Had she even met him in that twisted gallery?
It had been so real. The nightmare had left her memory a mess. Her parents were worried – she didn’t want them to worry. She told herself to calm down but it didn’t work.
“Oh my baby,” Alysha crooned, tightening her embrace around the child in hope it would ease her shaking, “tell me what’s wrong.”
She didn’t expect to hear a reply, but then her daughter surprised her.
“… The paintings… chasing me, a-and the arms… Then Mary… rose… Garry… petals on the ground,” Ib’s broken whispering made her brow rise as she tried to comprehend the story behind it. She exchanged a look with her husband, who seemed to share her confusion. To sum it up, Ib had dreamt of being chased, and somehow Garry and a Mary were involved. It didn’t make any sense, but then again dreams, or in this case, nightmares weren’t supposed to make sense.
“It’s okay Ib,” Nathan carefully patted their daughter, not quite used to the act of consoling. “Whatever they are, they’re not real. You don’t have to be afraid.”
Ib seemed to shrink even further. Her little girl shifted in her arms, hesitant ruby eyes looked up to hers. “Ma… Where’s Garry?”
The look on Ib’s face was almost begging her not to deliver a bad news. The child was on the verge of tears. She held in a sigh and looked at her husband.
Nathan gave her a wry nod before getting to his feet and heading for the door.
They stepped outside of the room. Or to be more precise, his wife made him.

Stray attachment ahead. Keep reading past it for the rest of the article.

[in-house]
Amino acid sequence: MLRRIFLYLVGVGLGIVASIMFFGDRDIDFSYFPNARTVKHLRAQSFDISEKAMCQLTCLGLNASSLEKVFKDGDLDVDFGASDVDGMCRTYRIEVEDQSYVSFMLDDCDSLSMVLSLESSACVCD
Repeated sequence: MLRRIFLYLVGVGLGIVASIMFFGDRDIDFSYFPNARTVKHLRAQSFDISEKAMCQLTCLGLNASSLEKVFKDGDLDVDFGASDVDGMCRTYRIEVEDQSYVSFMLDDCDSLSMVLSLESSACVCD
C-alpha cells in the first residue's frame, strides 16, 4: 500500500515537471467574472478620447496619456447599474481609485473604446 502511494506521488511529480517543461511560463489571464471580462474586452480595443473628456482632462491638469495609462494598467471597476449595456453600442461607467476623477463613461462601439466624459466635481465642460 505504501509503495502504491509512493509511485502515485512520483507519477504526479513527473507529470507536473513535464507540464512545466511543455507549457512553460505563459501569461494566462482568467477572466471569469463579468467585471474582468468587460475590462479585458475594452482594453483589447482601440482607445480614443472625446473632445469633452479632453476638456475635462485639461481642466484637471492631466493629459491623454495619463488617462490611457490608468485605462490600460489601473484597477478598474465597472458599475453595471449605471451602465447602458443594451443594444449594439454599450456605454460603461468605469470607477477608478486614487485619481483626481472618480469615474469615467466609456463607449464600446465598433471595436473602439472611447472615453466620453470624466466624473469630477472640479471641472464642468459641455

“Lysh, are you serious?” he asked in a whispered tone, disbelieving. The boy was a decent fellow, but he wasn’t going to leave his daughter alone with him just yet.
“Leave them, Nate,” his wife said with a rare stern voice, tightening her grip on his sleeve as though he would storm back inside any moment. “The boy was clearly uneasy with you burning holes into his back, and that upset Ib. It was going no where.”
Burning holes? He was merely watching.
Nathan gave her a huff and loosened the tie around his neck. He had been so occupied by the sudden appearance of the boy that he’d forgotten how stuffy his suit was.
A hand in his pocket, he tilted his head to look through the threshold. The boy was on his knees, and Ib was hugging him, head nuzzling in the crook of his neck. He had decided that the boy wasn’t bad, but after hearing that ‘Garry’ was involved in his little girl’s nightmare, there were things to be reconsidered.
Granted, he’d raised a smart daughter. She wouldn’t cling to a man who would bring her harm, but this entire situation didn’t sit well with him.
“I want to try trusting him,” Alysha muttered as she crossed her arms, a faraway look in her eyes. “This is the first time I’ve seen her so persistent about something. Plus, you’ve seen what he could do by merely entering the room.”